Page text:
Pubic Lice

Lice or crabs are tiny insects that are about the size of a pinhead. Pubic lice infect the groin area. They cause bite marks and itching, especially at night. Lice lay eggs called nits that look like tiny white specks. The nits stick to pubic hairs. They don’t brush away or wash off. To live, adult lice must feed on blood. Lice that fall off a person will die in 1 to 2 days.

Lice are easily spread by sexual contact with an infected person. But you can also get them from sharing personal items such as clothing, towels, and bedding.

Pubic lice are almost always in the pubic area. But pubic lice can be found in any hairy area. These areas include armpits, leg hair, chest, belly (abdomen), back, eyelashes, or eyebrows.

Pubic lice symptoms include:

  • Crawling feeling in your hair

  • Itching that is caused by an allergic reaction to the saliva of the lice (itching alone doesn't mean you have lice)

  • Red bumps around your pubic hair

  • Sores from scratching

  • You see the lice

  • Tiny brown specks in your underwear (lice feces)

  • Blood spots in your underwear

  • Faint blue spots on the skin from the lice feeding

Home care

Medicine

Medicines are used to kill pubic lice. There are both prescription and nonprescription medicines that can be used. When using the medicine, it must be used on the whole body, including the scalp.

There is an over-the-counter medicated cream rinse that is often used to treat head lice. It's often effective. But lice are developing some resistance to it. If you see live lice after a second treatment, talk to your healthcare provider.

Here are some cautions:

  • Don't use the medicine around your eyes. If it gets in your eyes, wash your eyes out thoroughly.

  • Don't use it inside the nose, ear, mouth, vagina, or on the eyebrows or eyelashes.

  • Talk with your provider before using this if you are pregnant or breastfeeding, or if you're planning to use it on a child younger than age 2.

If your provider advises a medicated cream rinse, use it as follows:

  • Wash the infested area.

  • Rinse with water and then towel dry. Afterward, wash the towel in hot water. There could be lice on it.

  • Let your body cool down if the shower was hot.

  • Carefully follow the instructions that come with the medicine.

  • Put on enough medicated cream rinse to soak the entire body except as noted above.

  • Rinse well after 10 minutes. Leaving it on longer won't make it work better.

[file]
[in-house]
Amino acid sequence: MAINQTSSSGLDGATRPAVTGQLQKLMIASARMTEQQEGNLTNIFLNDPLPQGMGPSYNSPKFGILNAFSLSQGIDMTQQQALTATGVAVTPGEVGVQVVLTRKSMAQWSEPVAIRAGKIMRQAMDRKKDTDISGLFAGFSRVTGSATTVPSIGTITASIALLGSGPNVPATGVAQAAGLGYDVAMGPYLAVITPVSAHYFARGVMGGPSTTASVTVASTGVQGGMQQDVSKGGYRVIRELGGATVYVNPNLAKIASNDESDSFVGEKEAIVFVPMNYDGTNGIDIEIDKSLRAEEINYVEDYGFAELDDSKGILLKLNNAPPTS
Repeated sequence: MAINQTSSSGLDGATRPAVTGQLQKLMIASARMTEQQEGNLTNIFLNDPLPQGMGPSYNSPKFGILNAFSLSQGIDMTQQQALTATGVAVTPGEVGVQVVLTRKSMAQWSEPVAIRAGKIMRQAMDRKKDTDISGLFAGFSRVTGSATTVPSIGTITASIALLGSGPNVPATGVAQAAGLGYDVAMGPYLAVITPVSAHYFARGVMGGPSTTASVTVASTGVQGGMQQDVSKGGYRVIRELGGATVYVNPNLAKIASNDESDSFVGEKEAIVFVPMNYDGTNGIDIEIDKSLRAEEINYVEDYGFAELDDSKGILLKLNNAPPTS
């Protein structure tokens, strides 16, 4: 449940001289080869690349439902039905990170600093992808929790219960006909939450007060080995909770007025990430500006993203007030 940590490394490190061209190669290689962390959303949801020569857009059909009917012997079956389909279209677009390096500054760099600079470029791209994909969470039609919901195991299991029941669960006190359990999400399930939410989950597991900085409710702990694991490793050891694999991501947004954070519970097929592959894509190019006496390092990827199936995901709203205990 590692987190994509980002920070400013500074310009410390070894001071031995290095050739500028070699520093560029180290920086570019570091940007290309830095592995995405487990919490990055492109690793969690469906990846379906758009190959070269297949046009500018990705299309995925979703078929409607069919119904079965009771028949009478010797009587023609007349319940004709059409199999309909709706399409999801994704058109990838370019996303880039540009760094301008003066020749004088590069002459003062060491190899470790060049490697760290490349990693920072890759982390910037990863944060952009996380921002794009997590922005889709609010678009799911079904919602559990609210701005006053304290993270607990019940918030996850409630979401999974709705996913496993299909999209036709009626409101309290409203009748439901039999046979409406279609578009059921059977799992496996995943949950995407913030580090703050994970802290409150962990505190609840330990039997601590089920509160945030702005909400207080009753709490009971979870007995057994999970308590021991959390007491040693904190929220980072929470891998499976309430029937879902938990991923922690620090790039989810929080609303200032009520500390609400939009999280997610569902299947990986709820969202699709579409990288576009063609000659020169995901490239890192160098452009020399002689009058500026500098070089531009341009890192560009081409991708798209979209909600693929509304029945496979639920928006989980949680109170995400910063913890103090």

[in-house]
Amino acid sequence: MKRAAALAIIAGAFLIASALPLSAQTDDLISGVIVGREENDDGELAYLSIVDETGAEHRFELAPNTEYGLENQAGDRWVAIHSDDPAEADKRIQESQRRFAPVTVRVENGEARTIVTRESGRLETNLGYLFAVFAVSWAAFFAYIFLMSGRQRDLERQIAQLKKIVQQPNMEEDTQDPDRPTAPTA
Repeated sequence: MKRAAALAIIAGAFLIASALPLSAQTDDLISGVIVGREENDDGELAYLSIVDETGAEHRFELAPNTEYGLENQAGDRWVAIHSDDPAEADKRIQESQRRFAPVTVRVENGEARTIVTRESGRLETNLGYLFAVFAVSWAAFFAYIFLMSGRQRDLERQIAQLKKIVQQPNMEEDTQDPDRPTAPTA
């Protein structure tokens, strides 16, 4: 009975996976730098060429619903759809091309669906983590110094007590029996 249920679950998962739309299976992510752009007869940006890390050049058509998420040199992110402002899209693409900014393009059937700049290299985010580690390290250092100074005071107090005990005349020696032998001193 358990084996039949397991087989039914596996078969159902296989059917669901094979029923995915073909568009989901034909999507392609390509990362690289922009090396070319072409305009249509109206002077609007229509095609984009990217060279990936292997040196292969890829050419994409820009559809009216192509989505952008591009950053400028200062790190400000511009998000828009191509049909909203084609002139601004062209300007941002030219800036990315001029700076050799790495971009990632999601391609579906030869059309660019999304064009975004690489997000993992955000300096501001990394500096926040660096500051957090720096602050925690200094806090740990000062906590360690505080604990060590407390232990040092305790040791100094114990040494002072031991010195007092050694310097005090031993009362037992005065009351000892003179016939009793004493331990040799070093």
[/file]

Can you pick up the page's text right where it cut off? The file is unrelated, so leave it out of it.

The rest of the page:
• You then need to remove the nits using a special fine-toothed comb called a nit comb. You can often get one in a pharmacy. Or one may come in the kit.

  • Stroke the comb through 1 section of the hair at a time, from skin to hair tip. Clean the comb after each stroke. 

  • Put on clean underwear. Wash the infested ones in hot water.

When treating lice and nits on the eyebrows or eyelashes:

  • If there aren’t a lot of lice, it's sometimes possible to remove them with a nit comb.

  • Other treatments can be done using ophthalmic-grade petrolatum ointment. This is available only by prescription. Apply this to the edge of your eyelids 3 to 4 times a day for 10 days. This kills the lice by smothering them. Don’t use regular petroleum-like ointments. They can irritate the eyes.

Medicine for symptoms

Itching probably causes the most discomfort. Over-the-counter antihistamines that have diphenhydramine are sold at pharmacies and grocery stores. Use an antihistamine in pill form, not a cream. If you were not given a prescription antihistamine, then you may use an over-the-counter version to reduce itching if large areas of the skin are involved. This medicine may make you sleepy. So use lower doses during the day and higher doses at bedtime. Some antihistamines make you less sleepy. These are a good choice for daytime use.

Note: Don't use antihistamines with diphenhydramine if you have glaucoma or if you are a man with trouble urinating because of an enlarged prostate. You may have been given antibiotics because a bacterial infection developed. These infections are often from scratching, not from the lice. Take the antibiotics until they're finished. It's important to finish them even if the wound looks better. This helps make sure that the infection has cleared.

General care

As you treat your pubic lice, also follow these steps:

  • Machine-wash all your underwear, hats, scarves, clothes, bed linens, and towels in hot water.

  • Dry on the hot cycle of the dryer. Any clothing, bed linens, or stuffed animals that can’t be washed this way should be dry-cleaned or sealed in a plastic bag for 2 weeks. Lice will die during this time.

  • If possible, vacuum all rugs, carpets, and mattresses that were used while you were infected.

  • Sex partners and household members should be treated at the same time to prevent re-infection.

  • Don't have sexual contact until rechecked by your healthcare provider to confirm that all lice are gone.

Follow-up care

Follow up with your healthcare provider as advised. Call your provider if you're still itchy or if you see live lice in your pubic hair 7 days after the first treatment. If you've been infected with pubic lice, you should also be checked for other sexually transmitted infections.

When to get medical care

Call your healthcare provider right away if any of these occur:

  • Itching gets worse and isn't relieved by oral antihistamines

  • Increased soreess, swelling of the skin, or pus draining from the bite

  • Trouble breathing

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